Weekly Balloon News #8 - December 8th. 2022

Recent balloon launches and landings

Update on World View balloon flight on Dec 2nd, 2022

A few hours after publishing the current edition of this bulletin, World View contacted me via Twitter about what I've published earlier on the development and ending of their last balloon mission launched from Spaceport Tucson a week ago.

On the right you can see the message published by the company clarifying what happened.

After reading the message, I proceeded to further analyze the data obtained from the ADS-B system. After doing some detailed calculations on the payload drop rate per second, I have to admit that I came to a conclusion that was wrong. After making a detailed comparison of every time frame of the data, the terminal impact velocity at landing was pretty standard. I've compiled the data in a PDF file available here.

To this I must add the wording of the text that did not make it very clear that I was theorizing about "what could have happened" but rather affirming "what had actually happened".

Hope this helps to put things in their proper place. Long live the data.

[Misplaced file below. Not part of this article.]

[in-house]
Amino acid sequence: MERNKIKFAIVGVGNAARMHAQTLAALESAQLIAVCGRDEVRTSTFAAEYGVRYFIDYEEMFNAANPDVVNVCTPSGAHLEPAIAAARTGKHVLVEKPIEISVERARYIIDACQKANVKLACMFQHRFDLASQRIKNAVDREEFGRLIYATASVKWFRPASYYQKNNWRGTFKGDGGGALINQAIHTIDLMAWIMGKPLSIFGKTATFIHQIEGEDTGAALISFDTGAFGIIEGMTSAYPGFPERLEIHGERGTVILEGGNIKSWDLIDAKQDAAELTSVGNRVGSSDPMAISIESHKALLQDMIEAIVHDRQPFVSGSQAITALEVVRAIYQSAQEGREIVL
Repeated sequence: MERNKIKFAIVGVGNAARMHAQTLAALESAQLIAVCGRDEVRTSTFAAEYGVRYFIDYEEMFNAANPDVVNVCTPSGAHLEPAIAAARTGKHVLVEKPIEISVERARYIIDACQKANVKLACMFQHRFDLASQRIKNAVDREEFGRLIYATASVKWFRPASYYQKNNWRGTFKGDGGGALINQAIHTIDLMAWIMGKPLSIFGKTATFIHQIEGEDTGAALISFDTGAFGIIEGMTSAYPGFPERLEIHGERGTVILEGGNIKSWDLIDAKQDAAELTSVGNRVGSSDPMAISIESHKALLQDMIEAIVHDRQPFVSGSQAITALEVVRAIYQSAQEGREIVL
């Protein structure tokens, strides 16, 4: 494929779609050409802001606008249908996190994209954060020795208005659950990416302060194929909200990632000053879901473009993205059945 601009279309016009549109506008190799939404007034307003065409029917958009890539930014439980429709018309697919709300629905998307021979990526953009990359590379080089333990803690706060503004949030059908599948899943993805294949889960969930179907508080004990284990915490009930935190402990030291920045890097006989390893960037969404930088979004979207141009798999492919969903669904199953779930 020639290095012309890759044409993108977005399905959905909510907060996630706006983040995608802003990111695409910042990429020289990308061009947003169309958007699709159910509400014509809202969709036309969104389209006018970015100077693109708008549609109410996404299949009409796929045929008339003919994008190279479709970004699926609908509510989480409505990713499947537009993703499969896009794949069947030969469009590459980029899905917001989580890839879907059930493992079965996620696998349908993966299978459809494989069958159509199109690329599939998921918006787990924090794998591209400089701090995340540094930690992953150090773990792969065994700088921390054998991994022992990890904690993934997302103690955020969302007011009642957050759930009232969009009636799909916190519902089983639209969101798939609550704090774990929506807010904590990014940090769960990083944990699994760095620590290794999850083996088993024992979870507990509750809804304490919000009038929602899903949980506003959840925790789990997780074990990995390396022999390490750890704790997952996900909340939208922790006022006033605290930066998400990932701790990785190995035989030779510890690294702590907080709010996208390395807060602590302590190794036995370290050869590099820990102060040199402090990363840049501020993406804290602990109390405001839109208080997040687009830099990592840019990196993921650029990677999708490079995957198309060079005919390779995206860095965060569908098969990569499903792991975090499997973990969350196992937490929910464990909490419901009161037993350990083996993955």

Part of the conclusions expressed in the following paragraphs are wrong and have been properly rectified above. Wrong data is crossed out.

Just hours after the closing of the previous issue of this newsletter, World View launched a stratospheric balloon from Spaceport Tucson.

The balloon was sent aloft at 15:43 utc on December 2nd, 2022. After a nominal ascent in strong winds (60 knots average) the balloon reached float altitude about 100,000 ft at 17:14 utc but merely a minute later the altitude readings in the ADS-B tracking network showed that the balloon started to lose altitude at an average of 100 feet per second. Such a descent rate was indicative of a possible balloon burst. Although at first I thought that it was possible that the payload was undergoing a free fall, the reality is that the speed was very low: in other documented cases throughout the history of scientific balloons, the average time for a load to impact against Earth from the stratosphere in free fall is between 2 and 4 minutes. In this case, the payload/balloon reached ground at 100 feet per second 26 minutes later. The landing site was located in an isolated point 12 km E of Virden, New Mexico. Total flight time was one hour and 57 minutes.